On The Radar
Since early January, when it announced plans to enter the eVTOL sector, South Korean carmaker Hyundai has kept its cards close to its chest over how the program will take shape. Had Uber not named the company as one of its partner manufacturers for the planned Uber Air rideshare network, it's quite possible that the program would be even more under wraps.
What we do know is that the planned four-seat all-electric SA-1 model is expected to be able to travel up to around 60 miles and at speeds of up to 180 mph. According to Uber’s specifications, it will need just five to seven minutes for a full recharge.
Hyundai's engineering team has set the goal of having a full-scale prototype ready to start test flights in 2023, which is when Uber wants to begin commercial operations. However, the SA-1 isn’t expected to complete type certification until 2028.
Transportation consultants Roland Berger managed to arrange an interview with Pamela Cohn who earlier this year was appointed chief operating officer of Hyundai’s Urban Air Mobility Division. She shed light on the company’s perspective on the urban air mobility (UAM) sector and commented on the following questions:
- How can UAM services be made widely available and avoid becoming an exclusive product available only to an elite market?
- How does Hyundai feel about the fact that other eVTOL pioneers seem set to beat it to market?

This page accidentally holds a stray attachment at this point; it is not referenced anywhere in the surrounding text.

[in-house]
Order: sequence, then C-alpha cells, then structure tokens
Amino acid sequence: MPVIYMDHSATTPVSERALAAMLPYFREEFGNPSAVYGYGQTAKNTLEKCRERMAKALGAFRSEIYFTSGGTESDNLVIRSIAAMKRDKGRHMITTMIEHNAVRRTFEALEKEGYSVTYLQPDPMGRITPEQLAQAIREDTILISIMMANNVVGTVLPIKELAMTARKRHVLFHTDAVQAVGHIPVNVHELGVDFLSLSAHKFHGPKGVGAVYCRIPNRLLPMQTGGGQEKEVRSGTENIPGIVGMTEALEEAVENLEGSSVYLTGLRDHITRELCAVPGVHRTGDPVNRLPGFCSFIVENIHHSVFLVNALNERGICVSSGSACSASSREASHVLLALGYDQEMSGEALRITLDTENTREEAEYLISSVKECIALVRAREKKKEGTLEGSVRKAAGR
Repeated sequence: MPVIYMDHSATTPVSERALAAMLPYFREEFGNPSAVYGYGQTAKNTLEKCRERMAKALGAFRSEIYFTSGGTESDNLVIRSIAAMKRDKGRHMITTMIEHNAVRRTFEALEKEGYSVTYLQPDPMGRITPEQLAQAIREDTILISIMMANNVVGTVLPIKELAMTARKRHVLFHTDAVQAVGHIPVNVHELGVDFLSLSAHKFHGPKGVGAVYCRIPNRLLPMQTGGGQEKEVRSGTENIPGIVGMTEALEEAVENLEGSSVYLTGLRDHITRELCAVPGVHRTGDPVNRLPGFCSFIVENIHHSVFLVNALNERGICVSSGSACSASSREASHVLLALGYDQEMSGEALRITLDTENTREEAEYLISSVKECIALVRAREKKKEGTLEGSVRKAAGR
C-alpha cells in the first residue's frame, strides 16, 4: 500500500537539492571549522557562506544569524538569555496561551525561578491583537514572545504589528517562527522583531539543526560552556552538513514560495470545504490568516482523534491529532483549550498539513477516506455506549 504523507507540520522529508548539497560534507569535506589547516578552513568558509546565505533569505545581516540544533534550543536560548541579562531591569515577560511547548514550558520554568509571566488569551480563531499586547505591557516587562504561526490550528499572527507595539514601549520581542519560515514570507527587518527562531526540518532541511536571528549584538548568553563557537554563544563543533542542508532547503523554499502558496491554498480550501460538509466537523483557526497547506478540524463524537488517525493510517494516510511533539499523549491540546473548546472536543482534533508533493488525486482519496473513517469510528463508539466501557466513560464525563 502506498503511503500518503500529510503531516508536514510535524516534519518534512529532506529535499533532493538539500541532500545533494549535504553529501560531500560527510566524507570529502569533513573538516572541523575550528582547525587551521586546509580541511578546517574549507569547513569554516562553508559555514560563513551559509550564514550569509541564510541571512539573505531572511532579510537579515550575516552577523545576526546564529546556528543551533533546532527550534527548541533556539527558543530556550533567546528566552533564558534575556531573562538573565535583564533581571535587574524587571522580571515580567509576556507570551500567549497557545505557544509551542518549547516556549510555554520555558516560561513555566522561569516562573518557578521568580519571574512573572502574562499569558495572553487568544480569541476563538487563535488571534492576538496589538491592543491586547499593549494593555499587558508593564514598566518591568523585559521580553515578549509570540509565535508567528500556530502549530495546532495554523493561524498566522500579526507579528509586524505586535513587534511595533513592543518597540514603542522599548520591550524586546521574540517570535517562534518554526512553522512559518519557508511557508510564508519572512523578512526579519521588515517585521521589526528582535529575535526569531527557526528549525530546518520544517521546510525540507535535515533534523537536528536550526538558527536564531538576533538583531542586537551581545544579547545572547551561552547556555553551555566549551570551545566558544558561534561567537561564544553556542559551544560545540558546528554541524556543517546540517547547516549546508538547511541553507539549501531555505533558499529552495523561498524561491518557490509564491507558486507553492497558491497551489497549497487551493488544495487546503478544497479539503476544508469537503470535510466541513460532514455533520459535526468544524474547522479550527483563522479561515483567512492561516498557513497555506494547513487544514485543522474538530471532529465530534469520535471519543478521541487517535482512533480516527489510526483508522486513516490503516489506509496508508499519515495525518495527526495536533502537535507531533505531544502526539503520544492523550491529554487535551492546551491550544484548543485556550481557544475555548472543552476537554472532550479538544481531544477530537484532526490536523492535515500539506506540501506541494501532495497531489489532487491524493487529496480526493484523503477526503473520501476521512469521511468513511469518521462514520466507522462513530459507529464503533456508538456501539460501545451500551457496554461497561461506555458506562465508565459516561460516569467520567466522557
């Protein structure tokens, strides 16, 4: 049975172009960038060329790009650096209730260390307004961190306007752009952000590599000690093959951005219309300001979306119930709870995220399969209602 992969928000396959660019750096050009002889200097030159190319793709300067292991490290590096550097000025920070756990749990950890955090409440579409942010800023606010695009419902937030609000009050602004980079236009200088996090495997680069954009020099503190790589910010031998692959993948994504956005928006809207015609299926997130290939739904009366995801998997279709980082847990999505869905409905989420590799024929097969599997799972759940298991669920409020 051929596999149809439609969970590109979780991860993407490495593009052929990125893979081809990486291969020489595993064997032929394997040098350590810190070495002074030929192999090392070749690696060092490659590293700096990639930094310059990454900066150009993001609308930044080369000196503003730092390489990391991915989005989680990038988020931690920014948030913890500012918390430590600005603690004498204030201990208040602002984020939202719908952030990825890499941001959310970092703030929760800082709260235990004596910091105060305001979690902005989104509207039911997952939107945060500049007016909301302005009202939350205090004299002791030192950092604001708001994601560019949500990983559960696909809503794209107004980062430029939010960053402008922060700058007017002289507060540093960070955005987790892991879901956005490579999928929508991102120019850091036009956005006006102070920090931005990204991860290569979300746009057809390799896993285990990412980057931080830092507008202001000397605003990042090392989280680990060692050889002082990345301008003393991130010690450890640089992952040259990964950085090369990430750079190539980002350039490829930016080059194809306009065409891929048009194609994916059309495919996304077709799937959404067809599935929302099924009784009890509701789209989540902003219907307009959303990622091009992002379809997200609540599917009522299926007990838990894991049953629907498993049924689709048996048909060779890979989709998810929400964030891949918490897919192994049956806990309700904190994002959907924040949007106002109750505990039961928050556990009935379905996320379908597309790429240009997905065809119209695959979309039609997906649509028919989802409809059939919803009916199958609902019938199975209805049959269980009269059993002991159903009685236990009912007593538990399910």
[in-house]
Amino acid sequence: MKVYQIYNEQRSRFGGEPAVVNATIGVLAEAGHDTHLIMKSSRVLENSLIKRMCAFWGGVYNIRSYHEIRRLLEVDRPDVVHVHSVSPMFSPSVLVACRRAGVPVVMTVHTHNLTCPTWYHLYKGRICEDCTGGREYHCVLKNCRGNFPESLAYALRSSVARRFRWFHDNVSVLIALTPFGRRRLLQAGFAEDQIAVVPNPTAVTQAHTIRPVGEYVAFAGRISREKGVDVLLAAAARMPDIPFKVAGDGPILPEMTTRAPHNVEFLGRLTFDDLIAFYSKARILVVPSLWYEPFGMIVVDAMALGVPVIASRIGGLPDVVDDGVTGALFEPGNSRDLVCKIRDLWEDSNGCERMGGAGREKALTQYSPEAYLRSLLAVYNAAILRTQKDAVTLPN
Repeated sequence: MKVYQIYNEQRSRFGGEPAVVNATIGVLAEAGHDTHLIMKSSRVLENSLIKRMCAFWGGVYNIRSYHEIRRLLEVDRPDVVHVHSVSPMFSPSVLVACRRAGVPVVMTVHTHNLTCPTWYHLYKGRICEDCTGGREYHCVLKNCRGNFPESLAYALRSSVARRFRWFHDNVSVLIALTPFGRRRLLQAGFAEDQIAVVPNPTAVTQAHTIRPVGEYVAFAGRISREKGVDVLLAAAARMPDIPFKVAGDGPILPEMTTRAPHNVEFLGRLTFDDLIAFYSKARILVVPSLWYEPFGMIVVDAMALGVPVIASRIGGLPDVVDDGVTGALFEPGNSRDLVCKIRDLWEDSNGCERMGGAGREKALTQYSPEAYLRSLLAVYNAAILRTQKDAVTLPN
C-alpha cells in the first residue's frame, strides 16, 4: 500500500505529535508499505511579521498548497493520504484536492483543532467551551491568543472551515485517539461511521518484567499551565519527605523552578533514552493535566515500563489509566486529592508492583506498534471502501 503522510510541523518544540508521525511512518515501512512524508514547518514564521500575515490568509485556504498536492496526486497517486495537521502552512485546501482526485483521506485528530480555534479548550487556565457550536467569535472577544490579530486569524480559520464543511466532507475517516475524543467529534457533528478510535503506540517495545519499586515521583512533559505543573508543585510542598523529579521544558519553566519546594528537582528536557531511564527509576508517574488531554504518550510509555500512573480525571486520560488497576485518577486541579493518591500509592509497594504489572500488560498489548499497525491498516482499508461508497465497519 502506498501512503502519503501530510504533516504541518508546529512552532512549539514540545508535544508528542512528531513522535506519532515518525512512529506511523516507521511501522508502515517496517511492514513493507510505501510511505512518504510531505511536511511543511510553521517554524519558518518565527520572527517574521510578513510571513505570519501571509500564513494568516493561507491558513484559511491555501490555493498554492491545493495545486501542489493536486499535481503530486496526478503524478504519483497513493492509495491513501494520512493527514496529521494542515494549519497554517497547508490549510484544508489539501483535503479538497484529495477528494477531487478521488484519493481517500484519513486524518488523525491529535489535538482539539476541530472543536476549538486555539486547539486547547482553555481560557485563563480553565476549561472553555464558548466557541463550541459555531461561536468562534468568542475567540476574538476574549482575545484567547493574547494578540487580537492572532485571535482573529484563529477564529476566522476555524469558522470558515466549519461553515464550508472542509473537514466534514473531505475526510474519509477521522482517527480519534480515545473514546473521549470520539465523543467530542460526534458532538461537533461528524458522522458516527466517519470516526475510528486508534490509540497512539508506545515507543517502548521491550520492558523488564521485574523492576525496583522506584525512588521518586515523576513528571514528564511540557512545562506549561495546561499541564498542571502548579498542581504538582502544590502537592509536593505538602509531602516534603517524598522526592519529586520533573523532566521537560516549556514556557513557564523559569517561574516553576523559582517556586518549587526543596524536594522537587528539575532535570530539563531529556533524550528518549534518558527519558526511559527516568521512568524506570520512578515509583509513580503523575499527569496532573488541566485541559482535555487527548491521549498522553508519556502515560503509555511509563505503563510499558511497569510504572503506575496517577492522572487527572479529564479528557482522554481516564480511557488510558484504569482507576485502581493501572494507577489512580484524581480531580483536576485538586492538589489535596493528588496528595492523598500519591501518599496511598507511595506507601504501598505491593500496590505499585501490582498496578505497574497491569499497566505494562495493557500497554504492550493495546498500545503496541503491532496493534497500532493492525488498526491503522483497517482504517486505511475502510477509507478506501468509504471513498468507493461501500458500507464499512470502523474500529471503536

- How can the industry be sure that the complete ecosystem needed to support UAM service entry is ready?
- How can companies design aircraft for which technical standards and regulatory requirements are not yet fully established?
- What does the industry need to do to win public acceptance for this mode of transportation?
- How does Hyundai view the competition in this crowded and ultra-hyped sector?
Meanwhile, on October 13, the group held a virtual groundbreaking for its Hyundai Motor Group Innovation Center in Singapore. The event was attended by Singapore Prime Minister Lee Hsien Loong.
The facility, which is due to be operational by the end of 2022, will serve as an “open innovation lab” for what the group says are its plans to “revolutionize the future mobility value chain.” Hyundai has not said how much of the work for its SA-1 aircraft may be advanced through the new center in Singapore. It has established a presence in the U.S.
In April, Hyundai announced the appointment of Scott Drennan as executive vice president of the division, having recruited him from helicopter maker Bell, where he was involved in the Nexus eVTOL program. However, this month Drennan announced via his LinkedIn profile that he had left the company to launch his own engineering company called Drennan Innovation. Cohn reports to Jaiwon Shin, who heads the new division.